>> AUDIENCE MEMBER: My name is Carlos from Mexico.  It is a privacy concern.  In Mexico, we have this ISPs we are ashamed to say they were using added communications in companies to make a deep participation on zero networks to allow them block, in this case Skype. 

I have come close to some representatives of some companies who are being Zero-Rated and of course, I have come to close to ISPs asking them, can you transparent what are the tools of your using to make this kind of discrimination?  I know that it is not in every single-traffic management.  I know it is not needed always, but can you make it transparent?

If you are making a case for Zero-Rating, in all these topics, that's your interest probably, I think, because the part opposes this kind of tools, will say, well, it is in your interest.  Go and make it transparent.  And the answer I have received is, there is no way.  It is a nondisclosure agreement on this.  The application we don't receive any money for this but well, we cannot do it transparent.  So it is a question to the ISPs and applications in Zero-Rating.  Can you make it transparent in how do you make it in a technical way?

>> AUDIENCE MEMBER:  Hi.  Josh Levy from Access Now.

>> CLAUDIO RUIZ: There is another mic that is maybe better for you.

>> AUDIENCE MEMBER: I sound so much better now.  So, just on the FCC.  I wanted to comment.

This is a comment here that the FCC's new open Internet rules don't ban Zero-Rating.

That is true but they leave an opening for people to flag potential violations and we actually this week have a potential violation because T‑Mobile in the U.S. has decided to Zero-Rate video applications widely, like Netflix, YouTube, which is causing quite a lot of concern among community there in the U.S.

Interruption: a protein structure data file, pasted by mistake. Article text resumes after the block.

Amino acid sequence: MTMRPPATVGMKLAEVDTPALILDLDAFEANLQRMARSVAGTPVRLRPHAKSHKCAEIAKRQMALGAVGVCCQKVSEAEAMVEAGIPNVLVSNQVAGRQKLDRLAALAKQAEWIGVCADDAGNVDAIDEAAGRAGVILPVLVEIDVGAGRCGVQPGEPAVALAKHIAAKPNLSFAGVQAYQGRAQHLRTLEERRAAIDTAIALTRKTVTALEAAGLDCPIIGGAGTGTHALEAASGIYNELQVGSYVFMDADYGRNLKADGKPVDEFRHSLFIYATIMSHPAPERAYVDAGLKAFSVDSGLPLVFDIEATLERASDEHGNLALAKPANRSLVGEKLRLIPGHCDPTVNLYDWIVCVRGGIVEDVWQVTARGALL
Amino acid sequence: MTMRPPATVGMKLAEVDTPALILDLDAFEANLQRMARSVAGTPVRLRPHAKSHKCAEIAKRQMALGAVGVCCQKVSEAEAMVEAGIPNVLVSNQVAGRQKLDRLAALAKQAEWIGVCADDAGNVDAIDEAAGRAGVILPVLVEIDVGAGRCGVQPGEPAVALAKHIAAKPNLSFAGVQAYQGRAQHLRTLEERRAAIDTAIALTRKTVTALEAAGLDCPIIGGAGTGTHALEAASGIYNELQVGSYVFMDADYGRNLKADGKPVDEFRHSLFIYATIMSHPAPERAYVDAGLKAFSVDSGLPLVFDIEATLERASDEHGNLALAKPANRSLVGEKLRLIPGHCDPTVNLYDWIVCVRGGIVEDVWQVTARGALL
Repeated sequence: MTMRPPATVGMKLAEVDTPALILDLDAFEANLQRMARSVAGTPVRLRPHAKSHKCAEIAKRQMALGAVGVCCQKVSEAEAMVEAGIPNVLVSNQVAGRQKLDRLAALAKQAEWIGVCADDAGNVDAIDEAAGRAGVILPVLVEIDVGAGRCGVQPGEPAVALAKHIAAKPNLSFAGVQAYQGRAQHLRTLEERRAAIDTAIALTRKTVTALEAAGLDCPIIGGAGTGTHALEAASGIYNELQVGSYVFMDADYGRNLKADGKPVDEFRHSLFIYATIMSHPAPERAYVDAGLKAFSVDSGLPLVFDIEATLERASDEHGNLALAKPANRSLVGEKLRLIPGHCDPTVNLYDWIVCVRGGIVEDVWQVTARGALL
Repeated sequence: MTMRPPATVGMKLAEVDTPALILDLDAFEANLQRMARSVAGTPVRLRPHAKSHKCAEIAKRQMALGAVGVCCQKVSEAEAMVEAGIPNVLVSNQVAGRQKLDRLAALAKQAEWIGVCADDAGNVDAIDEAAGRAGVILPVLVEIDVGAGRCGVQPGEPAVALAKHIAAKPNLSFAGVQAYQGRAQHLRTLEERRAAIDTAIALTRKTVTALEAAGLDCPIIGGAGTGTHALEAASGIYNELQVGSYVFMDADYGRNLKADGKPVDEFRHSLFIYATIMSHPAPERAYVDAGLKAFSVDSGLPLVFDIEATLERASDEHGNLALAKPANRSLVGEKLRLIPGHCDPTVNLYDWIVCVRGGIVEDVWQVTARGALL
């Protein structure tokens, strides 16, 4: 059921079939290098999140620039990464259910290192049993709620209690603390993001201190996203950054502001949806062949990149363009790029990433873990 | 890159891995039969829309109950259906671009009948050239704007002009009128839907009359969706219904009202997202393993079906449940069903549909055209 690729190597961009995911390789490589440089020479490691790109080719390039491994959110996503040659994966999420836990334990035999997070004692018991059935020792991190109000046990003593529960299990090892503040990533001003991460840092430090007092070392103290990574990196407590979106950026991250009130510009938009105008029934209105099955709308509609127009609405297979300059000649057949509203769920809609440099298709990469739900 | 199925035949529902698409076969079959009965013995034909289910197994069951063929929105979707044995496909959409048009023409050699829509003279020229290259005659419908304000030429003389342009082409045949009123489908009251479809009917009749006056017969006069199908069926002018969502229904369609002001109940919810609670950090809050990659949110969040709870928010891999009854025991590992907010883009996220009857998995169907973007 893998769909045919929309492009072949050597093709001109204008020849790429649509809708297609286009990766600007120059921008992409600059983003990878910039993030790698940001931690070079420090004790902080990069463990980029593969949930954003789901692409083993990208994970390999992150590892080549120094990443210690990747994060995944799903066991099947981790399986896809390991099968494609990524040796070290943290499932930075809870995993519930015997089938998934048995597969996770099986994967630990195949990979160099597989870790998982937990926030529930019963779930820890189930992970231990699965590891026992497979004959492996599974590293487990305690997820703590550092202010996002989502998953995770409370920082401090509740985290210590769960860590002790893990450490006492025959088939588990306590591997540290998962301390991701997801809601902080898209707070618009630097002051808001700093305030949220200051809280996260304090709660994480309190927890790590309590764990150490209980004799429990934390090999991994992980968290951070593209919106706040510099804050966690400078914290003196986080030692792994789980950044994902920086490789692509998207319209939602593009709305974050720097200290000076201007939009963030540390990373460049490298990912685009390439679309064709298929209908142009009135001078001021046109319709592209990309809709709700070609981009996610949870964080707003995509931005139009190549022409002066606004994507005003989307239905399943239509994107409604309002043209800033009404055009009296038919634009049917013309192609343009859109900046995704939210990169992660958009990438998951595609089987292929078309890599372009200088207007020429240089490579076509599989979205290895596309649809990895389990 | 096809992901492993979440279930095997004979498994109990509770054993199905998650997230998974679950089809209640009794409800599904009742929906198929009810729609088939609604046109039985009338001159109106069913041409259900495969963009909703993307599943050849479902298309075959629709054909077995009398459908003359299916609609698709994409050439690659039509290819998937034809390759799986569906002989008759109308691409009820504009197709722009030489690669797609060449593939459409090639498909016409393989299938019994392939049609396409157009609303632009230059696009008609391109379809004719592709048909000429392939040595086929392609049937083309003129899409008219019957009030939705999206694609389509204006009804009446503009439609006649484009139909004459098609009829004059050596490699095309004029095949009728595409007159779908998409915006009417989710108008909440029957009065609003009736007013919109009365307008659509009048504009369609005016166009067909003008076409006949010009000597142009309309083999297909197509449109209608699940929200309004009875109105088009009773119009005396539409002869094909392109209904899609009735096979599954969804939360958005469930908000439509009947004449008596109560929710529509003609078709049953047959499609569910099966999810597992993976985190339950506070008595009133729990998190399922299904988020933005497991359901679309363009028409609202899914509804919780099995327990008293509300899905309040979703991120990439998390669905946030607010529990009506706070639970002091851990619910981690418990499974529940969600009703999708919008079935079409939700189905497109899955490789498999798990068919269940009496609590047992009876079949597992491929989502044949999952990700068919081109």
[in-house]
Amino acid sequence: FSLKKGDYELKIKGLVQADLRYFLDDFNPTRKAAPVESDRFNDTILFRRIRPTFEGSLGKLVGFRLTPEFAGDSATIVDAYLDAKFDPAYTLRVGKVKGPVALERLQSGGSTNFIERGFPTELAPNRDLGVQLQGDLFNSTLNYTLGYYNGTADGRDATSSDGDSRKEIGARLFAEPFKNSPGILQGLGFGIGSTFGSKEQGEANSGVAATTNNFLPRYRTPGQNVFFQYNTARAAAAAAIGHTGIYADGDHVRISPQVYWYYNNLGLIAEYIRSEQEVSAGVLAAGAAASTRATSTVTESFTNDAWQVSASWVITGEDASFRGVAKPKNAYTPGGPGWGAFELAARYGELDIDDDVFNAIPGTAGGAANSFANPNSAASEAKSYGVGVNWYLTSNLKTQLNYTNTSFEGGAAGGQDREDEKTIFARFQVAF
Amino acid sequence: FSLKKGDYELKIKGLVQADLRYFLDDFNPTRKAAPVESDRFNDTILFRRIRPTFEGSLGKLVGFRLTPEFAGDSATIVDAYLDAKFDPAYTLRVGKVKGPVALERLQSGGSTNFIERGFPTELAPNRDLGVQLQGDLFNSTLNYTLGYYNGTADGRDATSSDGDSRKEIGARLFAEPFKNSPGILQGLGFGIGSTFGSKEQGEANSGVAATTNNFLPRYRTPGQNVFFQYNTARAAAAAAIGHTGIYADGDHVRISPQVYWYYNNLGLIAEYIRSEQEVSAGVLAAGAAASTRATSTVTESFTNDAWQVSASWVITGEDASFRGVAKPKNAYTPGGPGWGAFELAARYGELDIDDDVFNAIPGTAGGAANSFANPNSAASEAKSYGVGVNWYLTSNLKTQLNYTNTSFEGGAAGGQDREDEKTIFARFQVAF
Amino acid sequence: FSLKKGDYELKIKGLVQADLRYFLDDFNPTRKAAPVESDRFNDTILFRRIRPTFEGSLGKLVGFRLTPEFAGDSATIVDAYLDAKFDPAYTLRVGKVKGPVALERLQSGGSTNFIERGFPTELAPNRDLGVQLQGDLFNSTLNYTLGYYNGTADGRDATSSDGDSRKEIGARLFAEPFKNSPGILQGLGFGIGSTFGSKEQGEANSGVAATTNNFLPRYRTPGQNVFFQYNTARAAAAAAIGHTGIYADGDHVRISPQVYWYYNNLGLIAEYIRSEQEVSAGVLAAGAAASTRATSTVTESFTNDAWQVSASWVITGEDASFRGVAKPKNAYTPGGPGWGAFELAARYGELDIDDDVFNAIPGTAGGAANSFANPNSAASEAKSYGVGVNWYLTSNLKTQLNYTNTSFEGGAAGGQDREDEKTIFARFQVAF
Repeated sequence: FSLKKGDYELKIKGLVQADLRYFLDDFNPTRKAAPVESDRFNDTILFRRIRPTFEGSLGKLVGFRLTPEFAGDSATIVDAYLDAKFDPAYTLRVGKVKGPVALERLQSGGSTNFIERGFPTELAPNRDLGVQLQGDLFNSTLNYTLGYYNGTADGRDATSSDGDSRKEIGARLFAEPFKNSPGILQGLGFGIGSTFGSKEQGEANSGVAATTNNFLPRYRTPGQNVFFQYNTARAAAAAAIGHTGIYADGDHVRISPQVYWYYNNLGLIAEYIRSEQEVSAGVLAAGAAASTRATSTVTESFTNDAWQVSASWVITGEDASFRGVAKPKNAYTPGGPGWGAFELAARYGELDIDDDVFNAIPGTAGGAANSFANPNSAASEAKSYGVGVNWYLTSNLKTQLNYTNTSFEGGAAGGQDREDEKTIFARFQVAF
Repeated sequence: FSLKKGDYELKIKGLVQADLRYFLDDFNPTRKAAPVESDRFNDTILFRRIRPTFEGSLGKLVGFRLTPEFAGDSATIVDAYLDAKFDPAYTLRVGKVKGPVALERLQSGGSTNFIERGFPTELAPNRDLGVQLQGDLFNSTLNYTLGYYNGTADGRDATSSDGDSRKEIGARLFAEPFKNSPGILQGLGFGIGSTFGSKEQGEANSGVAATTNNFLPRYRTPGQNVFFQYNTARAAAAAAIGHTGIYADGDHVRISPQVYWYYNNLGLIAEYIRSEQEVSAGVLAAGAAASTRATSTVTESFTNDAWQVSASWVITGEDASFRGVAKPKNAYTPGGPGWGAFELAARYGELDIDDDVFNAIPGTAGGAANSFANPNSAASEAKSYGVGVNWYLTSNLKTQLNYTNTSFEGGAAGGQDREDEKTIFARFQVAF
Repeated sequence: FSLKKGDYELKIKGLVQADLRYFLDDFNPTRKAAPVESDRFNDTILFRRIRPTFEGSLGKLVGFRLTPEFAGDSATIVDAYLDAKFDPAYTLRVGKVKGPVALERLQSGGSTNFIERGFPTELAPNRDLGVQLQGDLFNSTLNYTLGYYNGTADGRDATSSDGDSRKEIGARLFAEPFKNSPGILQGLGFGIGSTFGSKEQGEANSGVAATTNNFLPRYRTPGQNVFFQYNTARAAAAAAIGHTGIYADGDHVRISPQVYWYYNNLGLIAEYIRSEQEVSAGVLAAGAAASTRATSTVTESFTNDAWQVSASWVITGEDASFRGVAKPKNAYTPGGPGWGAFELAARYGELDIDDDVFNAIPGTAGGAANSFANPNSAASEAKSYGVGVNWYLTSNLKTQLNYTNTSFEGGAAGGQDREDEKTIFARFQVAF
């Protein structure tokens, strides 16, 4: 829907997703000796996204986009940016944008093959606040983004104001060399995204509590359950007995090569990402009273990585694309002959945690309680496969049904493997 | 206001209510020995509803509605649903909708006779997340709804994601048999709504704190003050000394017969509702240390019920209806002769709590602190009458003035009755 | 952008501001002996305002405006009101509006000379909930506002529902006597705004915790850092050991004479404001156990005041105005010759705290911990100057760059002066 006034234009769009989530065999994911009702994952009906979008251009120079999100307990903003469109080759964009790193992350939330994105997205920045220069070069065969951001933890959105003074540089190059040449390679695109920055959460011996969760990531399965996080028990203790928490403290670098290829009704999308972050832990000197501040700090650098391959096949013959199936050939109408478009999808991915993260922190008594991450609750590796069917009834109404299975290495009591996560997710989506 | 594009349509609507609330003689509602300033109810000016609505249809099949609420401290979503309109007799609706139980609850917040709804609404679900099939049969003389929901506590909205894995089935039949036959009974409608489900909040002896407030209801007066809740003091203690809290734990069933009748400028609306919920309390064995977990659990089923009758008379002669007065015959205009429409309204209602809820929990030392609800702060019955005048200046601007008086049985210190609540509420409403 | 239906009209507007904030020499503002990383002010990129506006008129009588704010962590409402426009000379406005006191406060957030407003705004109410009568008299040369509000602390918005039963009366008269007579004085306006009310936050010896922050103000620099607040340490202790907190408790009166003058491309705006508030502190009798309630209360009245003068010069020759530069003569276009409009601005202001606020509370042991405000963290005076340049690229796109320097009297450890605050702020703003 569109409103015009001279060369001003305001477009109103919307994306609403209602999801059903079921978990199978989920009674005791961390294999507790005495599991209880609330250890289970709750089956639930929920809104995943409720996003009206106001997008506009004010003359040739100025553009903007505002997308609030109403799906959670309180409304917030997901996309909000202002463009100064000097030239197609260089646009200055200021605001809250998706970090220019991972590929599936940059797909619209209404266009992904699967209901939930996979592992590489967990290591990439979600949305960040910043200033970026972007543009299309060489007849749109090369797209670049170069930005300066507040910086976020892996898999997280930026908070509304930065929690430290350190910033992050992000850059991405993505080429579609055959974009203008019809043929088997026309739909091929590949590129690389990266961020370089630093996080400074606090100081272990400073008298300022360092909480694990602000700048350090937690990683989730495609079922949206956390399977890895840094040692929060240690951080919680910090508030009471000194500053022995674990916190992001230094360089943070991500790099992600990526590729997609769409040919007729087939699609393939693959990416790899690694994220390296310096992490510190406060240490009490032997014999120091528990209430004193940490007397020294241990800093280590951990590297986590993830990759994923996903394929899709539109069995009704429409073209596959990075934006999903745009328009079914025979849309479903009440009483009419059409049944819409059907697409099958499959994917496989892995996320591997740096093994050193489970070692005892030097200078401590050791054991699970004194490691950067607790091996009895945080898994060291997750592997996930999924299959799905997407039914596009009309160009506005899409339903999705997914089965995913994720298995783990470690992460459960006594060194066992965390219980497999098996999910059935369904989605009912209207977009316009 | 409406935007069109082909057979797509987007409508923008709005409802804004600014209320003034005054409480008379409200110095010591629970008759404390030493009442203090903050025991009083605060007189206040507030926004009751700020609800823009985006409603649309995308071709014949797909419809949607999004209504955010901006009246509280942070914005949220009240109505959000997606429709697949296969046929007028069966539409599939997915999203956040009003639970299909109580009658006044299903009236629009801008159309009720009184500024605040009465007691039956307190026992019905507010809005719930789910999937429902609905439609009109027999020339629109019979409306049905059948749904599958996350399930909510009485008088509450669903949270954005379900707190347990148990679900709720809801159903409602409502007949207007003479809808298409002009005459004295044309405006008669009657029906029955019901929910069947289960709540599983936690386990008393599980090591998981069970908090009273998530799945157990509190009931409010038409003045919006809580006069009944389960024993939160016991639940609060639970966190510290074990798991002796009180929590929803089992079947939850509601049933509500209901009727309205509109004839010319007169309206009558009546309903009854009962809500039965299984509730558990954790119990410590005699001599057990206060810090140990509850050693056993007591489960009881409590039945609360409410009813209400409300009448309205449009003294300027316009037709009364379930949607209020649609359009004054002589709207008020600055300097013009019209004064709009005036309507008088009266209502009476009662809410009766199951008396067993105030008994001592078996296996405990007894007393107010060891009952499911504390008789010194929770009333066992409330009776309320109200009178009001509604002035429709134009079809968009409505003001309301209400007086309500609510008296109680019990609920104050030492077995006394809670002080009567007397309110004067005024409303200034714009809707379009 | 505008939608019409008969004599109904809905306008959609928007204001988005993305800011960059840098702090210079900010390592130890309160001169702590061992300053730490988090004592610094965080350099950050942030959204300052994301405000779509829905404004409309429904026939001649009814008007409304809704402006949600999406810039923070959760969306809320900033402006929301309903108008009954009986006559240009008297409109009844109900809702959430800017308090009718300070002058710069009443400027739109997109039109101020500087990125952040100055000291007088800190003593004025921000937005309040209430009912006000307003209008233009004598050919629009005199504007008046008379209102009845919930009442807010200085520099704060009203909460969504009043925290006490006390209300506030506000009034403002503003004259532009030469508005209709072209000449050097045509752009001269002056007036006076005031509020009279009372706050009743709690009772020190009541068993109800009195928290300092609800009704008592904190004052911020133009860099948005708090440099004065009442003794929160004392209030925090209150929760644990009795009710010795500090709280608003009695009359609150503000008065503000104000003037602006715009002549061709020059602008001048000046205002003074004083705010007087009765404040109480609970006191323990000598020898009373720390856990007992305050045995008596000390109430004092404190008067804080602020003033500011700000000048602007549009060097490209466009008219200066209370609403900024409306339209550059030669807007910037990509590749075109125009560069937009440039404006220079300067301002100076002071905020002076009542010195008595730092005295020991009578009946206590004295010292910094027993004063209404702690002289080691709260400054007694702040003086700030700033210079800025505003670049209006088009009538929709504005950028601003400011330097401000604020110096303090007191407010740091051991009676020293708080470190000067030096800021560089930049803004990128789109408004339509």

So, I wanted to clarify there is an opening for people in the U.S. to flag those kinds of violations and potentially ban those practices.

>> CLAUDIO RUIZ: You didn't represent yourself, but still.

>> JOSH LEVY:  Josh Levy, Access Now.

>> CLAUDIO RUIZ: Thank you.

>> AUDIENCE MEMBER: Matthew Shares (sp) with the Center for Democracy and Technology.  This has been a great discussion.  What it highlights is the difference of understanding what the benefits and harms are of Zero-Rated services.  We are undertaking a extensive study of the different types of Zero-Rating services and what we have come to realize is it is very difficult to affectionately assess those benefits and harms if one looks at it in a narrow isolated sense.  What you really have to do is as some of the other said, look at that as a market.

  What impact has Zero-Rating services on the market?  And the question I'd like the panelists to answer is, how important is it to look at the market distorting effects of Zero-Rated services when it comes assessing the benefit and the harms of the services?  Thank you.

>> CLAUDIO RUIZ: A lot of questions.  And I would like to pass the mic to in the same order.  You agree?  Good.

>> JUAN JUNG:  Thank you, Claudio.  Some colleagues and some questions we are talking about the risk and the dangers or the harm as a result of Zero-Rating.  We must take into account that we may have different models for Zero-Rating and the key issue as I told previously is to be sure that no actor that could eventually have significant market power in one segment of the digital system is able to distort competition to level from that position.  We must avoid that.

Also, I prefer not to talk about limits of contents of Zero-Rated.  I prefer to talk about different pricing skins of frameworks of the services.  About the specific harms that some colleagues were talking, there is important research, academic research paper written by Russ Layton.  She studied Zero-Rated had negative affects harming consumers and competition levels.  She studied a sample of data from a sample of countries.  She specifically found no evidence that Zero-Rated will prevent the emergence of new applications and services.  So, it keeps Internet as a space open to innovation.  And she found no evidence that users do not go beyond Zero-Rated.  That it is also one of the risks that was mentioned here.